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  • #31
    Nothing like 10 foot flame length from the top of a chimney....

    In this order, generally is what we will use.

    Chimnex flare (never seems to work on its own)

    Chain

    Dry Chem up the flue with PPV going

    A little bit of "Cold Fire"... google it, nice stuff.


    A neighboring department has this special nozzle "Snuffer Kit" they drop down the chimney that puts out a very fine spray. I'm dubious...
    I am now a past chief and the views, opinions, and comments are mine and mine alone. I do not speak for any department or in any official capacity. Although, they would be smart to listen to me.

    "The last thing I want to do is hurt you. But it's still on the list."

    "When tempted to fight fire with fire, remember that the Fire Department usually uses water."

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    • #32
      Originally posted by ChiefKN View Post
      Nothing like 10 foot flame length from the top of a chimney....

      In this order, generally is what we will use.

      Chimnex flare (never seems to work on its own)

      Chain

      Dry Chem up the flue with PPV going

      A little bit of "Cold Fire"... google it, nice stuff.


      A neighboring department has this special nozzle "Snuffer Kit" they drop down the chimney that puts out a very fine spray. I'm dubious...
      Yeah, we had the snuffer too. I thought it worked good, but we tried to avoid using it because of the fear of cracking the mortar. 9 times out of 10 the old chimney bombs seemed to work just fine.

      I like the dry chem up the flu idea, never tried that on the job. I did, however, have a chimney fire at my own house years ago. I would have rather eaten glass than to call the guys at the station, so I climbed up on the roof and dumped a dry chem down the chimney. Not a good idea. Put the fire out, but fogged the house up with so much yellow powder that we were tasting it for weeks. Yeah, I know, close the damper right?
      Last edited by Chief_Roy; 11-20-2010, 08:27 AM.

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      • #33
        We've always had success throwing a pitcher of water on the fire, then as soon as white smoke is seen, cover the flue. I should mention that the fireplace has some way to close up the front.

        We don't get that many.
        IAFF

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        • #34
          We have an 8" section of old rail road track attached to a chain. Yes, it's home made. When I first started we had chimney fires almost once a week in the winter time but over the last 20 years, burning wood became less popular. Now, with rising fuel costs, they are coming back. We haven't had any in several years but our neighbors are beginning to see an increase in chimney fires.

          First we go to the furnace and put the fire out using dry chem and usually that takes care of the chimney. If that doesn't work, then we used to use chimney bombs of baking soda. As a last resort, we would drop the chain down.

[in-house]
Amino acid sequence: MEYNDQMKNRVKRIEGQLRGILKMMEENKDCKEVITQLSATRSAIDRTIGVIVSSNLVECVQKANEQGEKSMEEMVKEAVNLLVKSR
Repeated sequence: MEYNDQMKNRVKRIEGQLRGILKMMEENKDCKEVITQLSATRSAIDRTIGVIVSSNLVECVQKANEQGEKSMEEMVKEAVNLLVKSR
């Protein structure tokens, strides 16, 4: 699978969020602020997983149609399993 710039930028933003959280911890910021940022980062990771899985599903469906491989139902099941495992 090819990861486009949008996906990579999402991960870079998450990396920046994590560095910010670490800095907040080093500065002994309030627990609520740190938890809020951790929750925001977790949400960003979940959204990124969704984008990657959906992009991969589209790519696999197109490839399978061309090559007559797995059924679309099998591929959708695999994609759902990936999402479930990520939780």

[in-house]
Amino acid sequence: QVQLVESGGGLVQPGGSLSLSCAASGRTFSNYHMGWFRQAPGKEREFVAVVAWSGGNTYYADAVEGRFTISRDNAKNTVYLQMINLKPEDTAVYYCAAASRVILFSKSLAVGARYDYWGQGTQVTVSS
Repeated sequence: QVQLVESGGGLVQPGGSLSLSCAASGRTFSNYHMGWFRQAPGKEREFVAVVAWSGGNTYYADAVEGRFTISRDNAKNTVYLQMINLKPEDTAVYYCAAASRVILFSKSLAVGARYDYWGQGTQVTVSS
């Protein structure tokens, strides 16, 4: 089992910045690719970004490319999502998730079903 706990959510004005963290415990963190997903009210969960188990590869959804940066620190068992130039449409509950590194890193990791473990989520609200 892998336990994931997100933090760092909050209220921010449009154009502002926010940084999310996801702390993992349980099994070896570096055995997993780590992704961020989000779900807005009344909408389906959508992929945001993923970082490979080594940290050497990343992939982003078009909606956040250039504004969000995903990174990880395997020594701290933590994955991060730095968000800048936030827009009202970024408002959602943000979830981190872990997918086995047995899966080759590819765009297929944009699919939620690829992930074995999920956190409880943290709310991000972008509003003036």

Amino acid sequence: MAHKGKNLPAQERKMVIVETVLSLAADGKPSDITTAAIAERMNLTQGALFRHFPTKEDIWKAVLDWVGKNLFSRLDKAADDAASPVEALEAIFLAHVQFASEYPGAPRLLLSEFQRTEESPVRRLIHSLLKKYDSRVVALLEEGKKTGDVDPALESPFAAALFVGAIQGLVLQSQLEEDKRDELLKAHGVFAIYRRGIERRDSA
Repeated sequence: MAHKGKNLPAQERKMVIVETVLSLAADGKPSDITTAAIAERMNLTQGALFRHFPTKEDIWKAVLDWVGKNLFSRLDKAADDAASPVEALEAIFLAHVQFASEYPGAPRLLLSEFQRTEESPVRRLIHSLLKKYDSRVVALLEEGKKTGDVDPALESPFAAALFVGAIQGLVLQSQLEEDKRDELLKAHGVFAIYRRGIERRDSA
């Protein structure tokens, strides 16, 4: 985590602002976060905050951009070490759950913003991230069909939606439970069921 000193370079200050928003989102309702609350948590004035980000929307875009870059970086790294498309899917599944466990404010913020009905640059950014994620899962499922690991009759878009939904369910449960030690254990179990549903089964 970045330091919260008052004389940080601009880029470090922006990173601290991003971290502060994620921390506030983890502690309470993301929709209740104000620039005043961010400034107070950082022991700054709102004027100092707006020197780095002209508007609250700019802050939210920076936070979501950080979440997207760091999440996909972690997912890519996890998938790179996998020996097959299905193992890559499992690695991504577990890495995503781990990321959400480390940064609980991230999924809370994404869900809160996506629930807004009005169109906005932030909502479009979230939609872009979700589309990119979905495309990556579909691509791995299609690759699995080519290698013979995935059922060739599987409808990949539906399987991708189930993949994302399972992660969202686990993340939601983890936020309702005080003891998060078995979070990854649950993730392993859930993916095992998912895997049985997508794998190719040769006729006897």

I bet we haven't dropped a chain in over 10 years. Heck, we don't even have the bombs pre-made anymore.
          Jason Knecht
          Firefighter/EMT
          Township Fire Dept., Inc.
          Eau Claire, WI

          IACOJ - Director of Cheese and Whine
          http://www.cheddarvision.tv/
          EAT CHEESE OR DIE!!

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          • #35
            Chimney fires are a pain. The dry chem bombs seem to be successfull about half the time. I've actually seen some success with a dry chem extinguisher UP the chimney immediately followed by a CO2. Wasn't a bad fire, but seemed to be effective. We do not use chimney chains at all.
            Fire Service Interview questions - The blog that has REAL interview questions for firefighters, Engineers, Lieutenants, and Captains !

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            • #36
              And...........

              My late Father and a couple of other guys made their own "Chimney" nozzle many years ago. Dad brazed a Female Booster hose coupling to a 2 ft. long piece of 1 inch pipe. A cap was put on the other end, and some very small holes were drilled in the pipe. When charged to 150 psi, you'd get a number of pinpoint streams around the pipe. This would create some steam and also "Cut" the creosote in the Flue liner so it would fall into the Firebox......... They made the first one in the 1940s, and a couple more later on. The darned things worked good too.........
              Never use Force! Get a Bigger Hammer.
              In memory of
              Chief Earle W. Woods, 1912 - 1997
              Asst. Chief John R. Woods Sr. 1937 - 2006

              IACOJ Budget Analyst

              I Refuse to be a Spectator. If I come to the Game, I'm Playing.

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              • #37
                We still have them, though it has been a while since I have used one. With the way the weather is going here, I'm sure we will be running a few chimney fires pretty soon.

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